John Dean talks about Watergate, Bush at book fair

November 30, 1999|By CANDICE BOSELY

MARTINSBURG, W.Va. ? He started off with a joke, but only a few in the audience seemed to understand it.

"Little microphones have a way of picking up my voice," John Dean said as he held a microphone up Saturday, referencing the microphones Richard Nixon had hidden in the White House and used to secretly tape conversations during his presidency.

Dean, who worked as Nixon's White House counsel, was involved in the Watergate scandal, and later testified for the prosecution about it, helping to expose Nixon's role in the matter.

In Martinsburg to promote his two most recent books, "Worse Than Watergate" and "Conservatives Without Conscience," Dean spoke for more than an hour at Blue Ridge Community and Technical College about the Bush administration and Watergate-related matters.


Dean's father and grandfather are from Martinsburg, and he still has family in the area. He appeared as part of the West Virginia Book Faire at Olde Towne Martinsburg.

Dean told a crowd that his displeasure with the Bush administration is based in part on its intense secrecy, the likes of which he said he has never before seen.

Mainstream media outlets seemed to pay little attention to the story for years, although recently, books written by journalists and others have helped to show how the administration operates, Dean said.

Dean said he has spoken to numerous reporters and officials within the administration who pointed him to troubling areas.

A woman in the White House press corps told Dean that to attend briefings in the East Room, reporters must walk in two-by-two and then sit in assigned seats, a situation she compared to being in kindergarten. Questions must be submitted in advance, and the briefings are more scripted than substantive, the journalist said, according to Dean.

Reporters who write stories that anger the administration risk having their access to the administration cut off, Dean said.

One aspect he learned early on is that Bush might not be calling all the shots.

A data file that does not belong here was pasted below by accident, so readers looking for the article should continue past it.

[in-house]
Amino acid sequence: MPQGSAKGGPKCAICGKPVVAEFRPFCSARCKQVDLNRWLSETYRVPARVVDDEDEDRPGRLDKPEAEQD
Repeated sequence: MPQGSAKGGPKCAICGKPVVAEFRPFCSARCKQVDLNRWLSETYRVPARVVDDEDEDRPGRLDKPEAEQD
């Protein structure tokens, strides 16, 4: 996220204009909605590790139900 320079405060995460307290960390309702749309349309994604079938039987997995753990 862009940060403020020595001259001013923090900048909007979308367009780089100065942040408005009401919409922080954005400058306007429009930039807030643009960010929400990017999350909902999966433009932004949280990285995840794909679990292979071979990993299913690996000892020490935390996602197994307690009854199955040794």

"We have the most powerful vice president we've ever had," Dean said. "(Dick Cheney) has been able to let George Bush wake up every morning and actually believe he's president."

When his "Worse Than Watergate" book first came out, some called the title pejorative. Now, Dean said, he thinks it should be retitled "Much Worse Than Watergate."

As well as discussing the Bush administration, Dean also talked about a lawsuit he filed after a book was published claiming Dean orchestrated the Watergate break-in after learning his then-girlfriend and now-wife, Maureen, was involved in a call-girl ring.

Dean discussed how he spent several years and millions of dollars suing the book's publishing company, a lawsuit that eventually was settled to the Deans' satisfaction, he said.

Dean also discussed whether it would be possible for Americans to fall under the influence of an authoritarian figure comparable to Hitler or Mussolini. Another event such as Sept. 11 could increase that possibility, he believes.

"It'll be very easy for people to say, you take the Bill of Rights and give us some comfort," Dean said.

During a question-and-answer session, an audience member asked Dean whether he believes Bush has committed any impeachable offenses.

In response, Dean said that he believes the president had to know he was misleading Congress and the American people when he took the nation to war with Iraq ? which Dean at first misspoke and called Vietnam.

The torturing of detainees and secret wiretapping also are, in Dean's opinion, offenses that could warrant an impeachment hearing, he said.

At the end of the discussion, Jerry Smith stood up from the audience and addressed Dean.

"I take great pleasure in being able to thank you personally for what you did for this country," he told Dean.

Later, Smith, 72, of Shepherdstown, W.Va., said he spent many restless hours worrying about Watergate as it unfolded. He said he was impressed with Dean's actions after the scandal became public.

"He stood up at 35 (years old) when other people who were older were letting Nixon get away with that," Smith said.

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